Twice in the first half, it looked like Boston might run away with the victory.

But the Pacers charged back to take a 49-47 halftime lead and extended it to 56-49 in the third quarter.

That’s when Boston rallied, closing a methodical comeback with the final four points of the third to take a 73-72 lead and then put it away behind the shooting of Hayward and Morris, who had 18 points and eight rebounds.

Kyrie Irving had 14 points and seven assists for Boston.

TIP-INS

Celtics: Closed out the series with their seventh straight win against Indiana this season. … Tatum also had 18 points and rebounds while Al Horford finished with 14 points, 12 rebounds and five assists. … Jaylen Brown added 13 points and Terry Rozier had 11 off the bench. … Boston was 10 of 28 on 3s, 5 of 7 in the fourth.

Pacers: Darren Collison had 16 points, six rebounds and five assists while Thaddeus Young added nine points and nine rebounds. … Domantas Sabonis scored 14 points and grabbed eight rebounds while Myles Turner had 13 points and seven rebounds…. The Pacers shot 40.9 percent in the game. … Victor Oladipo made his first public appearance at Bankers Life Fieldhouse since suffering a season-ending right knee injury in January.

UP NEXT

Celtics: Will wait to find out who they play in the second round.

Pacers: Head into the offseason contemplating how they can improve next season.

Loaded with expiring contracts, Pacers still scraping and clawing together

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Thaddeus Young faced a tough decision last summer.

Coming off the best season of his career, he held a $13,764,045 player option with the Pacers. Opting in probably, though not definitely, maximized his salary this year. But opting out would have allowed him to sign a long-term deal with more total compensation.

Young opted in.

“Obviously, I had a few teams that wanted to pay me some money and stuff like that,” Young said. “But I figured that playing another season and going into it with these guys is better for me.

“We’re a family. We built something. We have some unfinished business.”

That decision, several others and Victor Oladipo‘s season-ending knee injury sent Indiana toward its identity – a tough, balanced team full of players incentivized to look out for themselves.

Several key Pacers – Young, Bojan Bogdanovic, Wesley Matthews, Darren Collison, Cory Joseph and Tyreke Evans – are on expiring contracts. But they don’t play like it. Indiana has remained cohesive amid obstacles, including the contract situations.

Don’t expect that to change with the Pacers trailing the Celtics 2-0 in their first round series entering Game 3 tonight.

Indiana proved its mettle last season. Largely written off after the Paul George trade, the Pacers became the NBA’s surprise team by winning 48 games. Victor Oladipo broke out as a star.

This season brought a new complication – players on the verge of getting compensated for their success. It could have happened more gradually, but circumstance created a rush.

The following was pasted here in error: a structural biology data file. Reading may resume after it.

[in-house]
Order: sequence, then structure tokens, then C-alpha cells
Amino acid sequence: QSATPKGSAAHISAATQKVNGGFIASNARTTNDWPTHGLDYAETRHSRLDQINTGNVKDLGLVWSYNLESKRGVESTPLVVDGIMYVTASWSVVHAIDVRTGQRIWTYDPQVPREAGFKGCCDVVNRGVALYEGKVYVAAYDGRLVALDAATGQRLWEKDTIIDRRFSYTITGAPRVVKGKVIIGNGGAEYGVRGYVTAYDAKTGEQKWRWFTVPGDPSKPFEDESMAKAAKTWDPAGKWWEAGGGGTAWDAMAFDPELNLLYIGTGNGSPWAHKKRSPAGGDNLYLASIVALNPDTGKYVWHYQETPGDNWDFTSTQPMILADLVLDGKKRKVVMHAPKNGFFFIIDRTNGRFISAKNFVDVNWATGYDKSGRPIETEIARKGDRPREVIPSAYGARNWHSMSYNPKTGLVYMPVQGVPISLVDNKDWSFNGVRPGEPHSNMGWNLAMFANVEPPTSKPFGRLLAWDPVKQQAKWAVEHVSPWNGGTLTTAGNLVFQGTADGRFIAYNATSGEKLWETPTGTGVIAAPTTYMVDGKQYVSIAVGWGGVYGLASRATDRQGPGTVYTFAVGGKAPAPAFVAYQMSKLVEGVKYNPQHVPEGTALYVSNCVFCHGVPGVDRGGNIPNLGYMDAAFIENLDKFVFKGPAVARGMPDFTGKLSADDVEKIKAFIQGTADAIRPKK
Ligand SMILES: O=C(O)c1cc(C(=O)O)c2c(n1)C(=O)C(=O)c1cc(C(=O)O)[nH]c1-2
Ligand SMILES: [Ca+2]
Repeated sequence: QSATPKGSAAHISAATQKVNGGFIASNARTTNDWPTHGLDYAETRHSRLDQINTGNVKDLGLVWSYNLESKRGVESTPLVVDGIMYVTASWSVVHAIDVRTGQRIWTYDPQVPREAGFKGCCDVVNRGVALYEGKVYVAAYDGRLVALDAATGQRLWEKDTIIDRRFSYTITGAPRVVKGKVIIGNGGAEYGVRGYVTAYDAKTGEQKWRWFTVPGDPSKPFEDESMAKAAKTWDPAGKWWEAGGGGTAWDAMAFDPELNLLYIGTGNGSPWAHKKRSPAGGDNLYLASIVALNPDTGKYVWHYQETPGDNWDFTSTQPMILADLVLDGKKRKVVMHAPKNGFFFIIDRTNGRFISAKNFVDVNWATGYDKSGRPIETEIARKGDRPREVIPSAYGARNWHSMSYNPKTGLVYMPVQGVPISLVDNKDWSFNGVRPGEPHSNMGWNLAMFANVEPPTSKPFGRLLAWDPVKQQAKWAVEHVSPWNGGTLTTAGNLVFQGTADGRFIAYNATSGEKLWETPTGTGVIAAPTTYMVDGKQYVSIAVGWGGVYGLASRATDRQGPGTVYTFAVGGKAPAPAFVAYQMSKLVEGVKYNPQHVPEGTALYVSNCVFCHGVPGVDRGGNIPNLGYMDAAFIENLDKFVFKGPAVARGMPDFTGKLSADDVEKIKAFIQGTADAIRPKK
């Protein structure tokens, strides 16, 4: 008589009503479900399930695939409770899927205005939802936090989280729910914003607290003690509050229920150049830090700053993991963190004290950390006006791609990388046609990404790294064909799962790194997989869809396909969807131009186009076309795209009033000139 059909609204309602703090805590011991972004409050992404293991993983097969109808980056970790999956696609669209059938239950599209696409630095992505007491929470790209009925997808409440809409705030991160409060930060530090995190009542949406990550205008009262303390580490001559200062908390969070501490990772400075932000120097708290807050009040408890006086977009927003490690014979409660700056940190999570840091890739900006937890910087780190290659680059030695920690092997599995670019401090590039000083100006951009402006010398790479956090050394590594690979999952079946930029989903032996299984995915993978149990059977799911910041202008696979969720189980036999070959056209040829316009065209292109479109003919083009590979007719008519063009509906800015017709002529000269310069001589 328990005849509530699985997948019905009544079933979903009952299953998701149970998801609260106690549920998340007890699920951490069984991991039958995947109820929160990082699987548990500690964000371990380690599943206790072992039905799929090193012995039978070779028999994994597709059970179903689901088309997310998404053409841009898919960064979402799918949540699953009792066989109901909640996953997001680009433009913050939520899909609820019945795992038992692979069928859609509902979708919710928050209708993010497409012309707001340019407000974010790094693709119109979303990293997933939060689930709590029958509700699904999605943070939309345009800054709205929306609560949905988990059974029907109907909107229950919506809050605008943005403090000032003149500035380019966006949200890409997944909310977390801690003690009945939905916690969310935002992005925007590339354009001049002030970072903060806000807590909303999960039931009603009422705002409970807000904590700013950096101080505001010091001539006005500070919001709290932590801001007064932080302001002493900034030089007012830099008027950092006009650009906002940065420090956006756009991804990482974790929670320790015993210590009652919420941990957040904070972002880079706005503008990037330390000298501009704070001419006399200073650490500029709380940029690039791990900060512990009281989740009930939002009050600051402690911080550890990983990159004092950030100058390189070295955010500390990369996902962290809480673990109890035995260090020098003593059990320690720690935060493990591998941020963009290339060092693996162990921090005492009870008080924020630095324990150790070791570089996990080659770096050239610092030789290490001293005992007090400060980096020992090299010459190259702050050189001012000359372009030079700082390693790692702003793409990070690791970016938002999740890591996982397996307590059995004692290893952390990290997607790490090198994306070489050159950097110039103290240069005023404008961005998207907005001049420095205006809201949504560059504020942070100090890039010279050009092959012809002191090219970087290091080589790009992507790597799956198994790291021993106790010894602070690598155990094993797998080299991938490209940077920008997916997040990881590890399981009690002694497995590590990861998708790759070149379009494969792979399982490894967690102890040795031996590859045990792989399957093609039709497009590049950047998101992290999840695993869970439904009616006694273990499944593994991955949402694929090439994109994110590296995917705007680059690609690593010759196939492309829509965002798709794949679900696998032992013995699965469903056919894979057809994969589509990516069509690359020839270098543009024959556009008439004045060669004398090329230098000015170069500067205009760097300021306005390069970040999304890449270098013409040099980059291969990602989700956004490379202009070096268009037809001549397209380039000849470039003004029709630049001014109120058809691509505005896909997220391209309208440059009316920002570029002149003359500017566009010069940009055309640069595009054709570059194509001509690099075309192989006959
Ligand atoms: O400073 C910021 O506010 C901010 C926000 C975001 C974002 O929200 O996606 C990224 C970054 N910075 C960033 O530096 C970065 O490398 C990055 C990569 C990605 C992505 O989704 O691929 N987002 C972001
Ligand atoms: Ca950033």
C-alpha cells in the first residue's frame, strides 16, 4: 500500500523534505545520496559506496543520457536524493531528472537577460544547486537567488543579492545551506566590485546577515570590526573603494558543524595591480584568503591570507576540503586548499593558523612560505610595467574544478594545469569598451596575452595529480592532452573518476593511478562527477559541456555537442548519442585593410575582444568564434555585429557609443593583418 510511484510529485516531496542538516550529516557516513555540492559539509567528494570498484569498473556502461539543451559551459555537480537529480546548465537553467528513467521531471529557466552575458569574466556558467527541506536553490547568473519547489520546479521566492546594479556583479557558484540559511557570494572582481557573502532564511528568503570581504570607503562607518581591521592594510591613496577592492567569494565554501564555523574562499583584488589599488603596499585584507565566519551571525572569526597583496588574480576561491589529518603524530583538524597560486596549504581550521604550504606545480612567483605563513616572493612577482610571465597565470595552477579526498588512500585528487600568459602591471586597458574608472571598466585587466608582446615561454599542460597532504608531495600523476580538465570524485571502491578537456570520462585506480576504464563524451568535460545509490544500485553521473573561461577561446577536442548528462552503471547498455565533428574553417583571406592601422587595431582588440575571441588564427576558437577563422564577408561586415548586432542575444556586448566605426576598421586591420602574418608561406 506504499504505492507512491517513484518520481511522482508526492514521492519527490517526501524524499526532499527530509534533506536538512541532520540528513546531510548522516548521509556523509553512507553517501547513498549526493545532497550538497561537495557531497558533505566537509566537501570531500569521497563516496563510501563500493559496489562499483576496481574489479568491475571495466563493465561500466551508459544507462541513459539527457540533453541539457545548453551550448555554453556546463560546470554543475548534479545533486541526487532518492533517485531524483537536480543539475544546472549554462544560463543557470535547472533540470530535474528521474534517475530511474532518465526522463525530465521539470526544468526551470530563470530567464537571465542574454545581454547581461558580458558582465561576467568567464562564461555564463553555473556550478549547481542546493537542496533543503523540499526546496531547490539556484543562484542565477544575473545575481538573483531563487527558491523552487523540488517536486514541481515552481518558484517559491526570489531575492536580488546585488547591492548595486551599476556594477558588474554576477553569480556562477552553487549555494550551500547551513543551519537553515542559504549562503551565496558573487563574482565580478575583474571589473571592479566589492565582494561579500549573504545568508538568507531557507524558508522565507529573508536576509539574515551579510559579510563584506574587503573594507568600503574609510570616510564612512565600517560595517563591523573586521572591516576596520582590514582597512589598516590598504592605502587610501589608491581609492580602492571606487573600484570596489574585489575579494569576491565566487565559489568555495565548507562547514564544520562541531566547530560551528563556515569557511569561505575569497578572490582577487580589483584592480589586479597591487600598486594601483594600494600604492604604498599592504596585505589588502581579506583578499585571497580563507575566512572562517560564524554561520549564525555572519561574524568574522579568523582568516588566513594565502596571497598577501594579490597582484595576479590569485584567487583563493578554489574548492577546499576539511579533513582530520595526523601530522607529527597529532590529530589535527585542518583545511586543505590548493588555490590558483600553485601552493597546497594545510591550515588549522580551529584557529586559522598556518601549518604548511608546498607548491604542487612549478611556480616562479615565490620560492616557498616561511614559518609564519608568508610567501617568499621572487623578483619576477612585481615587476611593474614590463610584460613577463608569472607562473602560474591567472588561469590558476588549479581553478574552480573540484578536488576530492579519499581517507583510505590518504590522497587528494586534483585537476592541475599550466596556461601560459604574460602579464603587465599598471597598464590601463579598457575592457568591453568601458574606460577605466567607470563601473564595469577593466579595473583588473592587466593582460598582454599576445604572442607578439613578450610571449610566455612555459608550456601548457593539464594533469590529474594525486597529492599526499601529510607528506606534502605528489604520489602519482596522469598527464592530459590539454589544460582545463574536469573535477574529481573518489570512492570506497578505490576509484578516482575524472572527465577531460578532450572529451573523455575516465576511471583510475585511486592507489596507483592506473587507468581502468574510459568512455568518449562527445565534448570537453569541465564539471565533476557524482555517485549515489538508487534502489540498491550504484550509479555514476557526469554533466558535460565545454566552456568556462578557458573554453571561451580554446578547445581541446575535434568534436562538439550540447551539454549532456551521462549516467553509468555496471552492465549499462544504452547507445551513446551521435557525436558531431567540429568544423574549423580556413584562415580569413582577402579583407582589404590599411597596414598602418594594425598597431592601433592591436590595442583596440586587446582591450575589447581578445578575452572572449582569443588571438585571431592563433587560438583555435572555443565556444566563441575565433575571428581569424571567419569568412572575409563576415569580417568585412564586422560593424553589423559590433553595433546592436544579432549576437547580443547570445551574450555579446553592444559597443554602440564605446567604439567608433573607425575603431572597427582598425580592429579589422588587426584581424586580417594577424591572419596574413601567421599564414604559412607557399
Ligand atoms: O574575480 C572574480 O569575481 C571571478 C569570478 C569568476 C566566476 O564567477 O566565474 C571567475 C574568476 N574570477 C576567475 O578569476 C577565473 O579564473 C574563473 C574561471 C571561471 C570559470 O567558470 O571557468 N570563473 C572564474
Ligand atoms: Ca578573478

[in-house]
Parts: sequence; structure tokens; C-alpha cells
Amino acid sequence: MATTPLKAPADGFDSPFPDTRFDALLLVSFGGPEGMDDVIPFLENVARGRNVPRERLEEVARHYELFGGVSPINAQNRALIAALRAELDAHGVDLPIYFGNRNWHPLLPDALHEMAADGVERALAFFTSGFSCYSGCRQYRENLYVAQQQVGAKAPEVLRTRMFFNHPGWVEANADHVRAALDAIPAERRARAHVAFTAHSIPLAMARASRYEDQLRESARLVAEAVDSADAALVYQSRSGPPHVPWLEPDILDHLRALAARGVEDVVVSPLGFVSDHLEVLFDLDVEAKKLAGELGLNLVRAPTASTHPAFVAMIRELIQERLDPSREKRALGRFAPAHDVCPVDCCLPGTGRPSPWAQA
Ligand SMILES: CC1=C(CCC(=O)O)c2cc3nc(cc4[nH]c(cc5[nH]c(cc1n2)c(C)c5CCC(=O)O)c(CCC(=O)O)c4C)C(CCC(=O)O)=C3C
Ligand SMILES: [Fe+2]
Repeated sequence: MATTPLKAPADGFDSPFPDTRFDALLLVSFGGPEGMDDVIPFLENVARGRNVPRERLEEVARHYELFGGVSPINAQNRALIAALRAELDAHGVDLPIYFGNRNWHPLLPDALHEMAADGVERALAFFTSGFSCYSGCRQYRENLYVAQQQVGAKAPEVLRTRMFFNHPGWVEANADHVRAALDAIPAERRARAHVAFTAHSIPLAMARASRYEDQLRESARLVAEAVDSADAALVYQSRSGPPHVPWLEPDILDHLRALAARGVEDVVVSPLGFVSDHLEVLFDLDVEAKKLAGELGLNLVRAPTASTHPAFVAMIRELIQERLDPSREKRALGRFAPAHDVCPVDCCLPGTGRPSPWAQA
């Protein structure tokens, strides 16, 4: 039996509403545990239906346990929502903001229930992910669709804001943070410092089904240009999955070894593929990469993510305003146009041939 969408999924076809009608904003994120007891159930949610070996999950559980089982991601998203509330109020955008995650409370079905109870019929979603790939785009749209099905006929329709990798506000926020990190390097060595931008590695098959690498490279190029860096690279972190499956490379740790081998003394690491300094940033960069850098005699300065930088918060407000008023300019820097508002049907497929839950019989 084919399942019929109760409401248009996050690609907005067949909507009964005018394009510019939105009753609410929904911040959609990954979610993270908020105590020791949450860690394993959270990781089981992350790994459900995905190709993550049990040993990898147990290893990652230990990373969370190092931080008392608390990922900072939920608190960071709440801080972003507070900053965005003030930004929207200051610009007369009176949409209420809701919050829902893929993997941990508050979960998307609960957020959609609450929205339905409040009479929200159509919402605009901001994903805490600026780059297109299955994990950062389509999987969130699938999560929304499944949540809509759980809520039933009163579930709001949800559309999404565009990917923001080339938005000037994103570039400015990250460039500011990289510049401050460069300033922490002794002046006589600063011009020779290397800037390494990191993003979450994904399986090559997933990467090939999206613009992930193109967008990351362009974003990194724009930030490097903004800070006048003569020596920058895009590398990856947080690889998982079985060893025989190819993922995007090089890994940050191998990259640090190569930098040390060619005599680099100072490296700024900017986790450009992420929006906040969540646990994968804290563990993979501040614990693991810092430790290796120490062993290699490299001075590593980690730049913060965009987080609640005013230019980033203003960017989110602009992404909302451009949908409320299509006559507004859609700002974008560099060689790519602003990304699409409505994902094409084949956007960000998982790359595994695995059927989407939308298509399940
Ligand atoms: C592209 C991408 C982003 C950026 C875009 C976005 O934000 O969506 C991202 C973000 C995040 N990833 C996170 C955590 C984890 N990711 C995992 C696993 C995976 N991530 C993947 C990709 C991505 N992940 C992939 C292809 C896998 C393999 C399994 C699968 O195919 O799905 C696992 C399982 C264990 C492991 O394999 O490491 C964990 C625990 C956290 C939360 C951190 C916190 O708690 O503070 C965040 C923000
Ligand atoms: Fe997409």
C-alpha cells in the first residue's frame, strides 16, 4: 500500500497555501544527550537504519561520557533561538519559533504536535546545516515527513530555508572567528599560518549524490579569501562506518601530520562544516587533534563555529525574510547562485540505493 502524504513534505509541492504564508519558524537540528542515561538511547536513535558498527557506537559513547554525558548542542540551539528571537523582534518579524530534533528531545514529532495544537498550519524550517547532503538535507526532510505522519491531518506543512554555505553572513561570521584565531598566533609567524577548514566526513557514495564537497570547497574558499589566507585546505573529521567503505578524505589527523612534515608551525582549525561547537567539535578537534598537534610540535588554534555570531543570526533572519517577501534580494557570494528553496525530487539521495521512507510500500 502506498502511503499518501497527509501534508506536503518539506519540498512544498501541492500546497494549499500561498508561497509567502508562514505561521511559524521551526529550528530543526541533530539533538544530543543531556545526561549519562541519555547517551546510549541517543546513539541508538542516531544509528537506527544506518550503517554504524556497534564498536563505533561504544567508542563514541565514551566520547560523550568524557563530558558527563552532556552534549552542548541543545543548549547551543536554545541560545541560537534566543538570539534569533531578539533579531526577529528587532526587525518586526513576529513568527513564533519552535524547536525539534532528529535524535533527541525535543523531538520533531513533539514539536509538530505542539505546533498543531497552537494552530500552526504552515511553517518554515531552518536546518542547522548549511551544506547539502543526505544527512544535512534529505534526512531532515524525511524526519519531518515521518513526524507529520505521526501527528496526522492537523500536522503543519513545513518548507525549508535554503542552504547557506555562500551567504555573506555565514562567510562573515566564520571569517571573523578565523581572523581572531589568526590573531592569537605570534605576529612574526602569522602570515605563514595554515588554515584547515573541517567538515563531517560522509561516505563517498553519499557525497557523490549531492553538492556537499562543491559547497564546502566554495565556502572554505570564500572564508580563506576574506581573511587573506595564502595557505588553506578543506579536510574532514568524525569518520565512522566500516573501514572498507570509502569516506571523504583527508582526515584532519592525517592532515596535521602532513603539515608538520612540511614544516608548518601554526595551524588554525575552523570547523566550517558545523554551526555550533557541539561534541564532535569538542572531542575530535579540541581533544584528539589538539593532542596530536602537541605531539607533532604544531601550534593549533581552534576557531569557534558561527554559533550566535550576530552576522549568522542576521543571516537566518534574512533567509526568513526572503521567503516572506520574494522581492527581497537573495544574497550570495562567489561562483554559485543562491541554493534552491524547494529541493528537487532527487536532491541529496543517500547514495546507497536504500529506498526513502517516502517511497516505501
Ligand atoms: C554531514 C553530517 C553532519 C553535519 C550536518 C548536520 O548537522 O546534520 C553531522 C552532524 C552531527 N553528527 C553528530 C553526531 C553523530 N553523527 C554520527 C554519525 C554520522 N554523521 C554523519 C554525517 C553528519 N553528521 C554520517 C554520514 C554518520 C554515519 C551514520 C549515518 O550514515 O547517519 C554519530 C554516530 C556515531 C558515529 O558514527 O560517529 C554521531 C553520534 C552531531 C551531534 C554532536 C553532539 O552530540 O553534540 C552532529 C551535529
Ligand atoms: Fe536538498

Young opted in. Indiana exercised a $10.5 million team option on Bogdanovic and a $10 million team option on Collison, locking this in as the final year of their contracts. Matthews got bought out by the Knicks and signed for the rest of the season with a Pacers team that presented major opportunity with Oladipo sidelined. Evans, finding an underwhelming market in free agency last summer, prioritized a one-year deal. Joseph was the only one who was clearly entering the final season of his contract in Indiana.

The Pacers have given 68% of their minutes this postseason to players on expiring contracts. That’s a close second to the 76ers (only because I counted a few players with sure-to-be-declined player options – Jimmy Butler, Kevin Durant, Kawhi Leonard, Kyrie Irving and Khris Middleton – as having expiring contracts).

Here’s the percentage of minutes given to players on expiring contracts this postseason:

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In the regular season, Indiana trailed only the Wizards.

Pacers coach Nate McMillan said he addressed the contract situation before the season. His message, as summarized by Joseph: “We’re better when we play together, and if we do, then everybody will get rewarded.”

Players clearly bought in. Indiana surged to a 32-15 start. But Oladipo’s injury tested the Pacers’ cohesiveness.

They clearly wouldn’t be as good without their star, and they went just 16-19 since his last game. It would have been a logical time for players to go their own ways and start playing for themselves in what looked like it’d be a lost season.

Instead, they tightened their bond. This team has been quite competitive without Oladipo. The schedule got tough in March, but the Pacers stuck together.